Above all, Tricks Party South proved that this new competition format embraces a variety of styles and levels of experience. Two novice competitors took the field during the weekend to battle it out for a French Connection donated by New Tech Kites. Brian Sumpter edged out Alan Crow for that prize. Both flyers were excited about doing it again next year.

And on the style front, the weekend saw a vast array of choreographies and musical selections ranging from classic rock to funked up jazz to a blistering drum line arrangement. We even saw one routine flown to a hip electronic remix version of the children’s classic “Do Your Ears Hang Low?”!!!

During a debriefing, the judges noted that the flyers had much work still to do in perfecting their ballet routines, but one can already see choreographic styles and vocabularies developing.

Yes, there were the so-called “French tricks” occasionally on display at Tricks Party South, but a scan of the scorecards shows that the flashy yo-yo moves are emphatically not the bread and butter of most routines. The old school flat spins, two-point landings, slides, and spikes are maintaining their place as staples of the Tricks Party weekend.

From the start, Rob Autrey, flying his “Wonderbread” Machine, established himself as the flyer to beat with a first-place finish in the opening round. It was a lead that he would never relinquish. His solid scores in rounds one and two proved unbeatable despite the bold run that Randy Greenway, with his stable of R-Sky kites, made in his final two rounds.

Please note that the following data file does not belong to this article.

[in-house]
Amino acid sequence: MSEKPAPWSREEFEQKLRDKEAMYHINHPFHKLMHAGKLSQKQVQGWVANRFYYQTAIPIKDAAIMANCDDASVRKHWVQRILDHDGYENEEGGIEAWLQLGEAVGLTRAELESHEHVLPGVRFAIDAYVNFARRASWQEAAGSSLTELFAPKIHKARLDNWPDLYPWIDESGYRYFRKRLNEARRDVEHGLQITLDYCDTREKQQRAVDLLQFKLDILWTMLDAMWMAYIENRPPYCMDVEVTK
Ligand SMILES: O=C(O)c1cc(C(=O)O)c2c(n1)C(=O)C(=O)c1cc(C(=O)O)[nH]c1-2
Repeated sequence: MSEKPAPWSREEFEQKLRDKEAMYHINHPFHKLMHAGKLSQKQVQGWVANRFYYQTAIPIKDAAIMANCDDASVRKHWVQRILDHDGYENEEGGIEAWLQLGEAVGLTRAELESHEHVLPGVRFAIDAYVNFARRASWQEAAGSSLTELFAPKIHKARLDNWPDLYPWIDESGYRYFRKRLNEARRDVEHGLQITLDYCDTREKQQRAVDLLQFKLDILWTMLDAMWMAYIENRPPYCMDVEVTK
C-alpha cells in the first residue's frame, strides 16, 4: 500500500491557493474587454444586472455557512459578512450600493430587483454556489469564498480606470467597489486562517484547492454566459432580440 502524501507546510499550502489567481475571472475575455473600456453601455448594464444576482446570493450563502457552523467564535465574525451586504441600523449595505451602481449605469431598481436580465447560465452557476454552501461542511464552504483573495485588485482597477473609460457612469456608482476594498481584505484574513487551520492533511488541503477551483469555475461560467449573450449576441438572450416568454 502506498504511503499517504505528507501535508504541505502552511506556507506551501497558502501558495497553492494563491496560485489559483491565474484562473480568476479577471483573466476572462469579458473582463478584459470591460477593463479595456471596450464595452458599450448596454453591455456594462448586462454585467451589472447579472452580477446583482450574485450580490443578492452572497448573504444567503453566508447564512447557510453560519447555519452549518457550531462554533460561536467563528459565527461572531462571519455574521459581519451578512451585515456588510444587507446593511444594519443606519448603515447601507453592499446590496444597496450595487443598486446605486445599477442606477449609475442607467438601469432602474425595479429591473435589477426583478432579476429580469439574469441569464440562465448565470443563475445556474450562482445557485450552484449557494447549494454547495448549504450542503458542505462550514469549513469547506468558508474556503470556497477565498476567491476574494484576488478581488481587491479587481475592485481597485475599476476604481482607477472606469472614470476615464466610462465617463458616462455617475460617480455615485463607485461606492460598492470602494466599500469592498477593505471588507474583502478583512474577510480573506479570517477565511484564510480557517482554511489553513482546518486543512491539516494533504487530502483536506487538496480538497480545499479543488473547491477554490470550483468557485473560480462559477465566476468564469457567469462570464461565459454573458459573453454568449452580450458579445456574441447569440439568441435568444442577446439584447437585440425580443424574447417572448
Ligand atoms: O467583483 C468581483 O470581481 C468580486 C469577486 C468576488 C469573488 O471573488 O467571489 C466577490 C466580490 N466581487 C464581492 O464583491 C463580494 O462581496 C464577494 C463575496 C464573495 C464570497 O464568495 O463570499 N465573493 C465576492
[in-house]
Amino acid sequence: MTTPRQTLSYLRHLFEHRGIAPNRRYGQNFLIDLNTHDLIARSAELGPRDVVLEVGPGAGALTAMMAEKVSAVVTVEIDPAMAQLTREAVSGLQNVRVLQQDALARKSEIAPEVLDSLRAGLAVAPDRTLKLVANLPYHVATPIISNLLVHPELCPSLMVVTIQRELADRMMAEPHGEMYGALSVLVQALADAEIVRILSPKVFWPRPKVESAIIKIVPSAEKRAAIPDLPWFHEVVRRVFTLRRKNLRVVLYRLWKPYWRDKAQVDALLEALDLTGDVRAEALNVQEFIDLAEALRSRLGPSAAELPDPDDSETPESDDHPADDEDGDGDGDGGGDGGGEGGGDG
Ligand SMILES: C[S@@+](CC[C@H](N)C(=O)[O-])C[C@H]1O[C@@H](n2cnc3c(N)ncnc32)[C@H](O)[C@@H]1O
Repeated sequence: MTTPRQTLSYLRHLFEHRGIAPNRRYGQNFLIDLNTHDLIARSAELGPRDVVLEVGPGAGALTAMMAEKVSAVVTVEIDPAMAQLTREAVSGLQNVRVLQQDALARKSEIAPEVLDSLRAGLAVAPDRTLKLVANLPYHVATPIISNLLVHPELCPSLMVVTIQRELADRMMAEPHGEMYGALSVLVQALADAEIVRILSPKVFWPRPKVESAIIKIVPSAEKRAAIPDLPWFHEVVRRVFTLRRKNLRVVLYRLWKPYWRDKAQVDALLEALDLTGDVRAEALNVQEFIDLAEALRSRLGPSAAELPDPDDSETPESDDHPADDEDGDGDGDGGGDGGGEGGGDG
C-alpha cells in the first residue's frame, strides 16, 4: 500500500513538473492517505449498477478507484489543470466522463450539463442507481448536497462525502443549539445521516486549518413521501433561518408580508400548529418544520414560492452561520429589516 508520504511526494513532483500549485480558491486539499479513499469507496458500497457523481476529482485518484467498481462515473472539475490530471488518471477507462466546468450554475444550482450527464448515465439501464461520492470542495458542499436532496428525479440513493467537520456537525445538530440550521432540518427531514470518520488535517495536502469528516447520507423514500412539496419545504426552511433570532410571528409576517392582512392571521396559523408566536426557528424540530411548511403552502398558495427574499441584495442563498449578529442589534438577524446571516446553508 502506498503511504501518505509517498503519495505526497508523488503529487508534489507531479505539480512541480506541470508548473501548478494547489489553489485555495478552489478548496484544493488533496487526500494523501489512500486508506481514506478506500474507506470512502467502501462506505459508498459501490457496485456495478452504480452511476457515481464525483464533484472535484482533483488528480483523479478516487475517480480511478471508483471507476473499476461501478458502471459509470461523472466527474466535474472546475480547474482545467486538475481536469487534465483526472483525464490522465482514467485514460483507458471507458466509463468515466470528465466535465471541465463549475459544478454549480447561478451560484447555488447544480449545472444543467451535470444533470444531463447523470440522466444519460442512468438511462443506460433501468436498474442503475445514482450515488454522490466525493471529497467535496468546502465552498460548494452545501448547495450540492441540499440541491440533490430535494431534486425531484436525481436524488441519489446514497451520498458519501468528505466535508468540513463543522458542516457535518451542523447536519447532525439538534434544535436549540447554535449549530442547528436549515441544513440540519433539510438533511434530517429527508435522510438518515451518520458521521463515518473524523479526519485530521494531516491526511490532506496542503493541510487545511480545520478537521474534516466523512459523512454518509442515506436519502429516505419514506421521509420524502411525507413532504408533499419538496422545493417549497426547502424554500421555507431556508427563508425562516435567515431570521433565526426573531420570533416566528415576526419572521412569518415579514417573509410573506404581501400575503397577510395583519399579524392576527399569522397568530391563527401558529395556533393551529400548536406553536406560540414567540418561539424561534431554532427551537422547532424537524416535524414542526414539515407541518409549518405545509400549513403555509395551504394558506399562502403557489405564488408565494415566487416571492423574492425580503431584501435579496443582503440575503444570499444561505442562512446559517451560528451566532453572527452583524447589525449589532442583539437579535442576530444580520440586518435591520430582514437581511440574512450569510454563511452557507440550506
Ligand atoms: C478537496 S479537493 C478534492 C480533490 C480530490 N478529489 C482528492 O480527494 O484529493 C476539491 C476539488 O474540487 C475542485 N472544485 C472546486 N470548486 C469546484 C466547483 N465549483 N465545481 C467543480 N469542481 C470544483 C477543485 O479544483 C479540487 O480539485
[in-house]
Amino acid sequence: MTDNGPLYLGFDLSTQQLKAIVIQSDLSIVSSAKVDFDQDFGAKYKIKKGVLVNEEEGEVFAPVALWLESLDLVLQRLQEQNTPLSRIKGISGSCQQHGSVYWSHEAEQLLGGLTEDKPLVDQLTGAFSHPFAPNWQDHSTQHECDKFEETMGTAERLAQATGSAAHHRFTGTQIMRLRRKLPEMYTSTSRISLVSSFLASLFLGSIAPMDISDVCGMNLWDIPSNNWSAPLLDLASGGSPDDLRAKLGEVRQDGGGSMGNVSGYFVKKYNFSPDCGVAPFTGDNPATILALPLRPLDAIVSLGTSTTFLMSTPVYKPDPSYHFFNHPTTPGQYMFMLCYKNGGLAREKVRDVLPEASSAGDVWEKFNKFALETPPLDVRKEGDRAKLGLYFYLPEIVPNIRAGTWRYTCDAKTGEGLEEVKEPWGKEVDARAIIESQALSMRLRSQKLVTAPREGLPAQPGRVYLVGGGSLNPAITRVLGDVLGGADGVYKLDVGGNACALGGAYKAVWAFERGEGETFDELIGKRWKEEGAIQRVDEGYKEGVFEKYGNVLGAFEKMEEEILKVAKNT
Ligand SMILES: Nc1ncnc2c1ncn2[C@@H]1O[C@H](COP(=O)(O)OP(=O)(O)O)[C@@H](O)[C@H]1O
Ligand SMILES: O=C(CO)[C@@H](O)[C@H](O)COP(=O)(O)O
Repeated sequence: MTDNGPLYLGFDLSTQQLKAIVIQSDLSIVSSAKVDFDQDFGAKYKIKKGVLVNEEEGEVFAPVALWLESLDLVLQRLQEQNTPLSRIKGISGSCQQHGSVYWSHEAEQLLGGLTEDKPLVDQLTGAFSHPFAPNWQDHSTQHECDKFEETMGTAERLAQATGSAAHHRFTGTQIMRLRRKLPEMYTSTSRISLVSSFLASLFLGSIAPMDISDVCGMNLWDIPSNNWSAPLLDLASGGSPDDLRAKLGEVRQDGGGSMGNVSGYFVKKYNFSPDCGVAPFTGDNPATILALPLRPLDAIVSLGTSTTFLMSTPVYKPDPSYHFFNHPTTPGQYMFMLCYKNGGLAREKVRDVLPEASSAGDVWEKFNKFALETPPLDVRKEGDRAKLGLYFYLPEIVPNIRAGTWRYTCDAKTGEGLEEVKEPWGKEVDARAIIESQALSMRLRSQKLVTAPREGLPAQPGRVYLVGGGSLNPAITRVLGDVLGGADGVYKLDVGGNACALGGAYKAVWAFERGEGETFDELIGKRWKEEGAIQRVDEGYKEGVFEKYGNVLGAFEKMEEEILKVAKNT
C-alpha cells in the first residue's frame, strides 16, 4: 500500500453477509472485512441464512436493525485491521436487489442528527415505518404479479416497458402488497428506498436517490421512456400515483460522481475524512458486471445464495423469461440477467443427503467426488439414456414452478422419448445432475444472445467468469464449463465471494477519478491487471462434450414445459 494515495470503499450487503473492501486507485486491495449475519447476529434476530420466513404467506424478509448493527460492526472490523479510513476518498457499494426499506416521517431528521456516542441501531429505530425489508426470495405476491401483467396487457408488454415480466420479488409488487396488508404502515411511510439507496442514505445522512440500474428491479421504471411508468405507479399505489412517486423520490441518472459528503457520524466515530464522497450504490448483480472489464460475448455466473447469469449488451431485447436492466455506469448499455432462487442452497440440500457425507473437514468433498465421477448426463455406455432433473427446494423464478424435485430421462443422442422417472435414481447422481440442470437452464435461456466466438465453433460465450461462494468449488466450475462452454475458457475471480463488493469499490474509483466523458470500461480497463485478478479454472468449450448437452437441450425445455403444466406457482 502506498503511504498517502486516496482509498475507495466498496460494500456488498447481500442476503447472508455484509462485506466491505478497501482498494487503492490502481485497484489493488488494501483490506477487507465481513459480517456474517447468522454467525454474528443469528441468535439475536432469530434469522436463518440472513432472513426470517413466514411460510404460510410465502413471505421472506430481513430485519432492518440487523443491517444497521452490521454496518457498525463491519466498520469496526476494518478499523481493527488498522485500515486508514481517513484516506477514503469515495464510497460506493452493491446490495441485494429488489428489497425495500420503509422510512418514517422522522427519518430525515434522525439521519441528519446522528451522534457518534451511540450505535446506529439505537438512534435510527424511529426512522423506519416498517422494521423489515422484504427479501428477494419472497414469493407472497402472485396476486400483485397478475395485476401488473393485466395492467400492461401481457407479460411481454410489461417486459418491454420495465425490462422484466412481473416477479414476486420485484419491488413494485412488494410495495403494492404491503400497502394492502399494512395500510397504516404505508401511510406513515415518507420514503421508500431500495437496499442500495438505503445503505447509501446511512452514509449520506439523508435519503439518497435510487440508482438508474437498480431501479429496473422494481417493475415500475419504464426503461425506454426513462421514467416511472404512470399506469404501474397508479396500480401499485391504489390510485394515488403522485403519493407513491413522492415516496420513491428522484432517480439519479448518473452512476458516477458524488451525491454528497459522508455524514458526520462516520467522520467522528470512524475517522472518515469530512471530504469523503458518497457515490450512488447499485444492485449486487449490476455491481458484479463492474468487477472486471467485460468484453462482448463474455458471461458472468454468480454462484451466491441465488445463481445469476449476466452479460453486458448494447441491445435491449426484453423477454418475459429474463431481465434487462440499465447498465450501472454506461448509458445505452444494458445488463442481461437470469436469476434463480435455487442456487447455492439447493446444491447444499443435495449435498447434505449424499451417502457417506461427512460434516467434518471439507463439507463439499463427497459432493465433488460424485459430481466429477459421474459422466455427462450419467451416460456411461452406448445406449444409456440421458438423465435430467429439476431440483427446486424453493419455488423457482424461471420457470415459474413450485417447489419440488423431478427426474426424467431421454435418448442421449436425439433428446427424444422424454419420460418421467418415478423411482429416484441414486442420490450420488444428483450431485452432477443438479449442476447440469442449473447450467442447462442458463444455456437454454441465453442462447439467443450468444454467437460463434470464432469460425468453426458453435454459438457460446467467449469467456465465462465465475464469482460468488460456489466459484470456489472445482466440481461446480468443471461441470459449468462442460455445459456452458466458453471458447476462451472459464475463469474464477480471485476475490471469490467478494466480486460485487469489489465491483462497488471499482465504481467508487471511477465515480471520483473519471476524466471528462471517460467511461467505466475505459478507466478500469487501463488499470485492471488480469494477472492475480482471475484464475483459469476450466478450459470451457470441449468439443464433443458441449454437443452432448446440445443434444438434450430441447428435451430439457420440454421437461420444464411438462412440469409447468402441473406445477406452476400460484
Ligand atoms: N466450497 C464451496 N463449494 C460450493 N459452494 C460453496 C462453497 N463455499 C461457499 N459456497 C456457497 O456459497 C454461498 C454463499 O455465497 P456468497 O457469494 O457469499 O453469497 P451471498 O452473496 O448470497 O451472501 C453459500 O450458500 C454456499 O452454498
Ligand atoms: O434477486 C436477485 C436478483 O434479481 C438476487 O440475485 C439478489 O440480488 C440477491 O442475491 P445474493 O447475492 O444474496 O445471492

Keith Galeano rounded out the list of top finishers with some impressively consistent and controlled performances.

It’s also worth noting that a wide range of kite makes and models took to the sky over Tricks Party South. In addition to Autrey and Greenway’s weapons of choice, we saw the teen-wonder Spencer Meeks flying his Spike (AirOeuvre), Keith Galeano brandishing his Vendetta (Shawn Tinkham), and Robbie Boerth scoring well with his French Connection and Desire UL (New Tech Kites).

This variety suggests that, while Tricks Party demands a kite that is generally trick-capable, there isn’t just one style or make of kite that is required to do well. As always, flyer ability ultimately trumps the equipment and the artistry of the maker wins out over the tools of his or her trade.

In pairs competition, Perfect Strangers (Keith Galeano and Randy Greenway) bested Flight Risk (Spencer Meeks and Robbie Boerth). Both teams managed to make it into the double digits with their final averages, and the fact that they showed steady, incremental improvement in each round suggests that we will see some more refined Tricks Party pairs performances as the season and years progress. For the winners, there was more than just glory involved.

Avia Sports Composites donated certificates for framesets to the top three individual finishers, and R-Sky and the Kite Shoppe provided an R-Sky kite bag to the top flyer overall.
For the top pairs team, there were two supply boxes filled with goodies, including R-Sky caps, an R-Sky and HQ Pheonix t-shirt, and sundry winders and straps provided by Gone with the Wind. In an outpouring of good spirit for their Florida competitors, Greenway and Galeano ceded this prize package to the second place team.

All top finishers received custom-built trophies designed and hand-made by Candice Greenway, and no one left empty handed, as Trick Party South gave everyone a memorial trophy featuring a hand-built mini stunt kite. Those intricately detailed “MLK’s” or” Mini-Little Kites” as they came to be called amongst the organizers, were painstakingly designed, built, and donated by Danny and Sandy Smith.

At the end of the weekend, pre-planning for next year’s Tricks Party South was already in the works. So if you missed out on these two days of unbridled sport kite fun and competition, be looking for a date in March 2008 to go to Huntsville and fly.

Robbie Boerth